The district becomes more Democratic with the addition of Democratic areas in Long Beach. The removal of Costa Mesa and most of Huntington Beach helps too. Rohrabacher is popular but even he should not win in a 58% Obama district. Also, the new Democratic voters from Long Beach are not familiar with him so he will not be able to win by getting Democrats in Long Beach to ticket split. An issue with this district is that western Long Beach may not be considered a community of interest with the rest of the district. It should work because it is in the same city limits as eastern Long Beach which is currently in the 46th District and should be a community of interest with the Orange County part of the district. Also, the addition of most of Long Beach makes the district compact and it formerly had a thin line going to Rancho Palos Verdes.

California’s 47th District Loretta Sanchez (D)

Obama 85,661 59%, McCain 57,061 39%

Change: McCain +1

Demographics: 15% Asian, 62% Hispanic, 19% White

Old Demographics: 14% Asian, 65% Hispanic, 17% White

Communities of Interest: Anaheim, Santa Ana, Garden Grove

Status: Safe Democratic

Sanchez’s district does not change much because it is already a Hispanic majority district and it contains similar communities. She picks up more of Garden Grove which may not be the best idea because her 2010 challenger Van Tran (R) is popular there. She should be safe because she won by double digits in 2010, an extremely Republican year and if she were strong then, she is strong now.

California’s 48th District John Campbell (R)

Obama 150,612 46%, McCain 167,583 52%

Change: McCain +8

Demographics: 8% Asian, 16% Hispanic, 71% White

Old Demographics: 13% Asian, 15% Hispanic, 68% White

Communities of Interest: Huntington Beach, Newport Beach, Laguna Beach

Status: Safe Republican

Campbell’s district loses Irvine and becomes the coastal district. It picks up Huntington Beach and Costa Mesa. Although the district is narrow, it certainly picks up communities of interest by getting all the beach towns. The district becomes more Republican with the loss of Irvine but Campbell was pretty safe anyway. This district may be open to voting for a libertarian Democrat if they view Campbell as one of the big government Republicans but for now, this district remains Republican.

California’s 49th District Mary Bono (R) (formerly the 45th District)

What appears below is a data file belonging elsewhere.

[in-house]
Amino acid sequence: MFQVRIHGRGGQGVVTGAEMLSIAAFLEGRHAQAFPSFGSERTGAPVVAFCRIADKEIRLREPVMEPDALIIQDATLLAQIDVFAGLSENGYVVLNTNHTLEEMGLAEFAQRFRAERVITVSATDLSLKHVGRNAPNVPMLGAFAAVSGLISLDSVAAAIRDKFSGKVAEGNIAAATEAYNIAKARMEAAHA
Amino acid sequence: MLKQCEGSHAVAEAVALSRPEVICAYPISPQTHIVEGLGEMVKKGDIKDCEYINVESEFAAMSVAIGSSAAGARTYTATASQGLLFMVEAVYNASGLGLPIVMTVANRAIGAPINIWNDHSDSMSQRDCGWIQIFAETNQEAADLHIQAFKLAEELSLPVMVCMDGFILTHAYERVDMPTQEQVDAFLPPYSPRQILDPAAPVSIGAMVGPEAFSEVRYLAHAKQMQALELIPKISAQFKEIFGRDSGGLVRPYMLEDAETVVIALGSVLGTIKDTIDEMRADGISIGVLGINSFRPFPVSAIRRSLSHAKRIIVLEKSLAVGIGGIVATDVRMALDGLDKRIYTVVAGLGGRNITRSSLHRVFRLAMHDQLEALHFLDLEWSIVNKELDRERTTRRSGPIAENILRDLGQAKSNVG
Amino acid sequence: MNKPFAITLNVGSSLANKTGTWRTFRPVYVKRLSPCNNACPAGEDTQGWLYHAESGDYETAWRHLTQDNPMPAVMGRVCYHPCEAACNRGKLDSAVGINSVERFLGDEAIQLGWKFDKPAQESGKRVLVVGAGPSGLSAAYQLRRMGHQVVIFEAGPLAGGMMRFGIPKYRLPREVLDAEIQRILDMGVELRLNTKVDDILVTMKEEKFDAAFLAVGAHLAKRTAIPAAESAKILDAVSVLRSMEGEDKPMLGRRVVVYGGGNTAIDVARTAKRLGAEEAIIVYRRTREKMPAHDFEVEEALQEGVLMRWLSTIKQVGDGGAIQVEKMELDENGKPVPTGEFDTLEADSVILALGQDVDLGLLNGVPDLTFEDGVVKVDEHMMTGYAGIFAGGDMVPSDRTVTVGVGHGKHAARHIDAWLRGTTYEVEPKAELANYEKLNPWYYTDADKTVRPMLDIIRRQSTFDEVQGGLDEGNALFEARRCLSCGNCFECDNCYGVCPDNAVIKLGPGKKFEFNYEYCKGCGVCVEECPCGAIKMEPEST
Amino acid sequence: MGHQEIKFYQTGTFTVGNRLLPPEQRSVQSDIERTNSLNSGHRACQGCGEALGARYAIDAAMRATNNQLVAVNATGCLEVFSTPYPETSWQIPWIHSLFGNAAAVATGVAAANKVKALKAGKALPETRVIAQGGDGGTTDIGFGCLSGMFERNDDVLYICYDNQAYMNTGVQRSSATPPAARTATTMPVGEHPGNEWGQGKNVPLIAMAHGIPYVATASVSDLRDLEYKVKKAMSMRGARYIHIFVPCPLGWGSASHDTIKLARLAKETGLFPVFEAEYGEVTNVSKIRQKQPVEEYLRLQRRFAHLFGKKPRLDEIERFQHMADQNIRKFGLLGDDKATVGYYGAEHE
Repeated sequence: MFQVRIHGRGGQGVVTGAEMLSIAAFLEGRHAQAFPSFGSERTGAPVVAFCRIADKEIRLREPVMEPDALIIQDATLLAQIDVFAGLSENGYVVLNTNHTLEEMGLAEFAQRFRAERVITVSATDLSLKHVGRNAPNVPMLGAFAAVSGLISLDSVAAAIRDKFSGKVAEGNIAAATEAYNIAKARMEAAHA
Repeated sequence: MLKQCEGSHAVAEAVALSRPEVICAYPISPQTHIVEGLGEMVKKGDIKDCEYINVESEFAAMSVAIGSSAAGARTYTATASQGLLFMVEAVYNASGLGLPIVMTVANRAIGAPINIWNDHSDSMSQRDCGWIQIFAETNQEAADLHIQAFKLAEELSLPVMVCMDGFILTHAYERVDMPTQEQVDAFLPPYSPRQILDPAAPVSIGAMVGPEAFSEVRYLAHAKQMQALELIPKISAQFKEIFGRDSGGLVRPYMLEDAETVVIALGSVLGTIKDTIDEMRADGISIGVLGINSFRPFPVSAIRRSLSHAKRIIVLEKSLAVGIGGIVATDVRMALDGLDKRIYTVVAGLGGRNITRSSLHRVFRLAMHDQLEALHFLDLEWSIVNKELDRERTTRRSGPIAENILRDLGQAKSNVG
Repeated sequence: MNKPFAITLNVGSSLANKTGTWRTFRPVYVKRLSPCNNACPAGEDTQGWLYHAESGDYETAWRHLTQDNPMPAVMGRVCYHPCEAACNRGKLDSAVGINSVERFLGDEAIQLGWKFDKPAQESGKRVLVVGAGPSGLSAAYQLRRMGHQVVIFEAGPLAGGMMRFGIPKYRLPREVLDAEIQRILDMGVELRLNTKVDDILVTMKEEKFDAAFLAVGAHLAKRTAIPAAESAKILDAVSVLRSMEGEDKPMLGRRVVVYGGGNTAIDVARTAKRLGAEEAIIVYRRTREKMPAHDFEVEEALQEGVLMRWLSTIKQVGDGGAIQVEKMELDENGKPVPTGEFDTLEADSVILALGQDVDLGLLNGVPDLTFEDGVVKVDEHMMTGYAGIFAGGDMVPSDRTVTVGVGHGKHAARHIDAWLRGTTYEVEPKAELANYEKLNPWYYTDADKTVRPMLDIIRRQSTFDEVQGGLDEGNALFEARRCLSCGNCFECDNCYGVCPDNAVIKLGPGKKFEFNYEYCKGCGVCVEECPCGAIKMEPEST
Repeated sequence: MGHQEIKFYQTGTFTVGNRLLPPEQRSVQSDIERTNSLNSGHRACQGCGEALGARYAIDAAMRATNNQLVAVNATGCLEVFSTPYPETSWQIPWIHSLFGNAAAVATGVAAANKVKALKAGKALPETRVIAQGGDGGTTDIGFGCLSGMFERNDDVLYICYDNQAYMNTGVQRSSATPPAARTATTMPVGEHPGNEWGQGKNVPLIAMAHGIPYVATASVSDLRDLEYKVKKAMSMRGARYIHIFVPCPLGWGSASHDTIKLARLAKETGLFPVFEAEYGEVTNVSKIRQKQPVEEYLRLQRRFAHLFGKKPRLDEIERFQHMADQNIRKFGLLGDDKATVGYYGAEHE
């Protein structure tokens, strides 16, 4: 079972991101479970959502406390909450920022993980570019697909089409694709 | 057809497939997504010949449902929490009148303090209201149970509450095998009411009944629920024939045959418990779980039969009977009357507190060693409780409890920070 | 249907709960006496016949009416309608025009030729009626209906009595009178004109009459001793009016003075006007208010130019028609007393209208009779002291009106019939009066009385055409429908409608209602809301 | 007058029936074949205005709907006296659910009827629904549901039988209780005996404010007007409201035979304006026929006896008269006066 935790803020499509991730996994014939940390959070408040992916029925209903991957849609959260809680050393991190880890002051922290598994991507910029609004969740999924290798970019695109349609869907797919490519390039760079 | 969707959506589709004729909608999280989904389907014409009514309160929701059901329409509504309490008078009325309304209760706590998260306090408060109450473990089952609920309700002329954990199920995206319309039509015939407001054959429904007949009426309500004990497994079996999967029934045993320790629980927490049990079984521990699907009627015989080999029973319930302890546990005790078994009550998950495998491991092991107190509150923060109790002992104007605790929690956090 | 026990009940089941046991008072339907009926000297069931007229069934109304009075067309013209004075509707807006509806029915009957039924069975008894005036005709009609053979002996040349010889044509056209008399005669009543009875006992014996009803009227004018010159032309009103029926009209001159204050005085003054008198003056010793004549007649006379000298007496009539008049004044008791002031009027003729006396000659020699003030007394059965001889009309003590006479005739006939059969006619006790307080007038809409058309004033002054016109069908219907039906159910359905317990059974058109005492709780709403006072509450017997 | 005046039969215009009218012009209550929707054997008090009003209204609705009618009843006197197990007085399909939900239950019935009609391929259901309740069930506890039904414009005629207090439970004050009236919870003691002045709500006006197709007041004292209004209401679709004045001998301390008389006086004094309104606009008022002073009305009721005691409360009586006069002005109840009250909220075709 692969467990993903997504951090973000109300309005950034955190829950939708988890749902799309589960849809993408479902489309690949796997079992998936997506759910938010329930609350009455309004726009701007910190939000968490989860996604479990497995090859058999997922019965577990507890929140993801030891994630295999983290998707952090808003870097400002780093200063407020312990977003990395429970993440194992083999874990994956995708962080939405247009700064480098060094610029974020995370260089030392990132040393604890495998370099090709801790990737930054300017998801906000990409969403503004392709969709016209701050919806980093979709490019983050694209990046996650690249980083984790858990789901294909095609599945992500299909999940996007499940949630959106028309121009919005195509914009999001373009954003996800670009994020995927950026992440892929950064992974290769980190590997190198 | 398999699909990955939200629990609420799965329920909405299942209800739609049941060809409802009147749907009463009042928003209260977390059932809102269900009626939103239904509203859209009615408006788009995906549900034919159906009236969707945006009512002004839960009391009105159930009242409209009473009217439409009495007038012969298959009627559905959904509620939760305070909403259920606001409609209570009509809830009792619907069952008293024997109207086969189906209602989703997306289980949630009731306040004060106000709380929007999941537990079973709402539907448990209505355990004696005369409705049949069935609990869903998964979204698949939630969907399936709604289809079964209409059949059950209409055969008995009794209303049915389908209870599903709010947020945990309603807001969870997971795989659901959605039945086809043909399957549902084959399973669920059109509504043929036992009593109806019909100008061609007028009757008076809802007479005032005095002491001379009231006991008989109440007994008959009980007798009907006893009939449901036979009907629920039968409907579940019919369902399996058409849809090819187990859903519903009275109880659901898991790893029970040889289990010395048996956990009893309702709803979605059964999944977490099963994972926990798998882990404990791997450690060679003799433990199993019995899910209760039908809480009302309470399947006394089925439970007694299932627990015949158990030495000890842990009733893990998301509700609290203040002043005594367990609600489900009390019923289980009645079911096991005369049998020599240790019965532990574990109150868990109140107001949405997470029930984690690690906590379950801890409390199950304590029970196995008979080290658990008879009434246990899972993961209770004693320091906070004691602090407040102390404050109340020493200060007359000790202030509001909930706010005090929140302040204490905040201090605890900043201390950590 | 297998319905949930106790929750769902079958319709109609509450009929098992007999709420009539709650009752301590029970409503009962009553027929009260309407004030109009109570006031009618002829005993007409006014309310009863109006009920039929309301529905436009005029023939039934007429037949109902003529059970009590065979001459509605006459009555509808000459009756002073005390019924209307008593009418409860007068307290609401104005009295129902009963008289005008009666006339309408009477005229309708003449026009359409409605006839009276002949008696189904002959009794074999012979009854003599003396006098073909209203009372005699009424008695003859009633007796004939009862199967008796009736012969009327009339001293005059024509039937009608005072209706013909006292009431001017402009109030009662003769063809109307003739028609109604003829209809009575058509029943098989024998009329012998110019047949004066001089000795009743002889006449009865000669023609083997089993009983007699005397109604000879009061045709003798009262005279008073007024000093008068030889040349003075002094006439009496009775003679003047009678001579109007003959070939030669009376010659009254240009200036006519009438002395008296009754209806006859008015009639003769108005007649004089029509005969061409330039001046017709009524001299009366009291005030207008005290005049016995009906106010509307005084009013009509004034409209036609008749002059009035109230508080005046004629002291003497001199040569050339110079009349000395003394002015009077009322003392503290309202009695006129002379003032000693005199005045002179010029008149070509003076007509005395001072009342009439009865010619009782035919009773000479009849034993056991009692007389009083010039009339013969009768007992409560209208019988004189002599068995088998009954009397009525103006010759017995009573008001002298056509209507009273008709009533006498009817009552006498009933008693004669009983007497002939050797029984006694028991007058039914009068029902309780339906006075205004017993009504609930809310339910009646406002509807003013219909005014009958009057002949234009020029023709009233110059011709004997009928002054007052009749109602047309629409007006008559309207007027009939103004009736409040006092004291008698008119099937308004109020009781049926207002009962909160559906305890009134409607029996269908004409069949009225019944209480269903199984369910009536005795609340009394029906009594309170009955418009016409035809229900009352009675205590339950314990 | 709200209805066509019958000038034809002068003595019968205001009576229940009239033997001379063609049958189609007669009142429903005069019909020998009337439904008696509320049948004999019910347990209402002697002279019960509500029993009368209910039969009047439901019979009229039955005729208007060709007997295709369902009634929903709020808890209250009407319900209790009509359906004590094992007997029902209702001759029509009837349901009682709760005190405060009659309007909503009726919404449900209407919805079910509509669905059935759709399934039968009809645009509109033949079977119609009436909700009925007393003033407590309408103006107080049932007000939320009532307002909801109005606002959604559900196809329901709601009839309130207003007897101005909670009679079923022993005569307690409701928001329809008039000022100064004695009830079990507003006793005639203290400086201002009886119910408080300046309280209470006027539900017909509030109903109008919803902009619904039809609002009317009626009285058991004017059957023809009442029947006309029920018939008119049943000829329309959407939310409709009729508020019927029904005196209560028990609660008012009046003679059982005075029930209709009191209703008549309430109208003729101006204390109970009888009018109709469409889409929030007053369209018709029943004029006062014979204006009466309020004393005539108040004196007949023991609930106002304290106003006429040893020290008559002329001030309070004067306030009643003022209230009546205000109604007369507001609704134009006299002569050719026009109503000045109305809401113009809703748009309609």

Obama 116,668 44%, McCain 145,303 55%

Change: McCain +16

Demographics: 23% Hispanic, 68% White

Old Demographics: 6% African American, 38% Hispanic, 50% White

Communities of Interest: Lake Elsinore, Temecula, Palm Springs

Status: Safe Republican

Bono’s old district contained Moreno Valley and voted for Obama by 5 points. Her district is now more Republican with the removal of Moreno Valley and heavily Hispanic Coachella. Her district picks up Republican Murrieta and Temecula though. Although Palm Springs leans Democratic, Murrieta and Temecula more than cancel out the Democratic votes there.


San Diego Area

California’s 50th District Brian Bilbray (R)

Obama 201,068 59%, McCain 133,105 39%

Change: Obama +16

Demographics: 15% Asian, 11% Hispanic, 67% White

Old Demographics: 10% Asian, 19% Hispanic, 66% White

Communities of Interest: Del Mar, San Diego

Status: Lean Democratic

Bilbray has represented San Diego for a number of years and he is used to running in districts that lean Democratic. His old 50th District voted for Obama by a couple of points. He should lose in this district though because he picks up more of San Diego City including some white liberal areas from the 53rd. This increases the Obama percentage to 59% and that should be enough to beat him. This district also fits the guidelines for the commission by remaining compact and taking in similar neighborhoods. It is possible Susan Davis (D) from the 53rd will run here because her district’s white population may be too small for her and the 50th district contains part of her old district. She ran against Bilbray in 2000 and it will be an interesting rematch. She should win though.

California’s 51st District Bob Filner (D)

Obama 119,277 58%, McCain 82,165 40%

Change: McCain +9

Demographics: 6% Asian, 61% Hispanic, 26% White

Old Demographics: 9% African American, 12% Asian, 53% Hispanic, 21% White

Communities of Interest: Coachella, El Centro, Chula Vista

Status: Safe Democratic